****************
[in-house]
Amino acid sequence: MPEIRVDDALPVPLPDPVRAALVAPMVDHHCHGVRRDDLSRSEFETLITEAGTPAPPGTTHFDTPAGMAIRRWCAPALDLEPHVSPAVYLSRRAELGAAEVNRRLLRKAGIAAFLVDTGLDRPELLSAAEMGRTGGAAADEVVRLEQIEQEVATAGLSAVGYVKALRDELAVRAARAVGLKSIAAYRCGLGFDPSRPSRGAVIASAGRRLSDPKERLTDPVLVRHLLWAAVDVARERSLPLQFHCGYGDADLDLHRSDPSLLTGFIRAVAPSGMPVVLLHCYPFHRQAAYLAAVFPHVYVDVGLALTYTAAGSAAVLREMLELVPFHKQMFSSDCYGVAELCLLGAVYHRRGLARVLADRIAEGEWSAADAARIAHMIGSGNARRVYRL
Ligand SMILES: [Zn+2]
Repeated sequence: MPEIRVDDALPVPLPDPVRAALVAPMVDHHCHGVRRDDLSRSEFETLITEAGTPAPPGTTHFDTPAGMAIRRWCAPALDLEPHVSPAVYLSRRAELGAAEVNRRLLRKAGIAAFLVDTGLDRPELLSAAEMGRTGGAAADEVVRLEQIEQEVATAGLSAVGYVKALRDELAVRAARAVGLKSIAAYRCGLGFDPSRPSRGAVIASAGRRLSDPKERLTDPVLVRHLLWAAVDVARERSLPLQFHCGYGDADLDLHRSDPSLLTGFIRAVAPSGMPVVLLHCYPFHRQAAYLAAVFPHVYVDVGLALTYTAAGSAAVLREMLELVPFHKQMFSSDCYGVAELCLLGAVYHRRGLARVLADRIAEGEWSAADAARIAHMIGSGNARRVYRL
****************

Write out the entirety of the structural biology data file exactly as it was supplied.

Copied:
[in-house]
Amino acid sequence: MPEIRVDDALPVPLPDPVRAALVAPMVDHHCHGVRRDDLSRSEFETLITEAGTPAPPGTTHFDTPAGMAIRRWCAPALDLEPHVSPAVYLSRRAELGAAEVNRRLLRKAGIAAFLVDTGLDRPELLSAAEMGRTGGAAADEVVRLEQIEQEVATAGLSAVGYVKALRDELAVRAARAVGLKSIAAYRCGLGFDPSRPSRGAVIASAGRRLSDPKERLTDPVLVRHLLWAAVDVARERSLPLQFHCGYGDADLDLHRSDPSLLTGFIRAVAPSGMPVVLLHCYPFHRQAAYLAAVFPHVYVDVGLALTYTAAGSAAVLREMLELVPFHKQMFSSDCYGVAELCLLGAVYHRRGLARVLADRIAEGEWSAADAARIAHMIGSGNARRVYRL
Ligand SMILES: [Zn+2]
Repeated sequence: MPEIRVDDALPVPLPDPVRAALVAPMVDHHCHGVRRDDLSRSEFETLITEAGTPAPPGTTHFDTPAGMAIRRWCAPALDLEPHVSPAVYLSRRAELGAAEVNRRLLRKAGIAAFLVDTGLDRPELLSAAEMGRTGGAAADEVVRLEQIEQEVATAGLSAVGYVKALRDELAVRAARAVGLKSIAAYRCGLGFDPSRPSRGAVIASAGRRLSDPKERLTDPVLVRHLLWAAVDVARERSLPLQFHCGYGDADLDLHRSDPSLLTGFIRAVAPSGMPVVLLHCYPFHRQAAYLAAVFPHVYVDVGLALTYTAAGSAAVLREMLELVPFHKQMFSSDCYGVAELCLLGAVYHRRGLARVLADRIAEGEWSAADAARIAHMIGSGNARRVYRL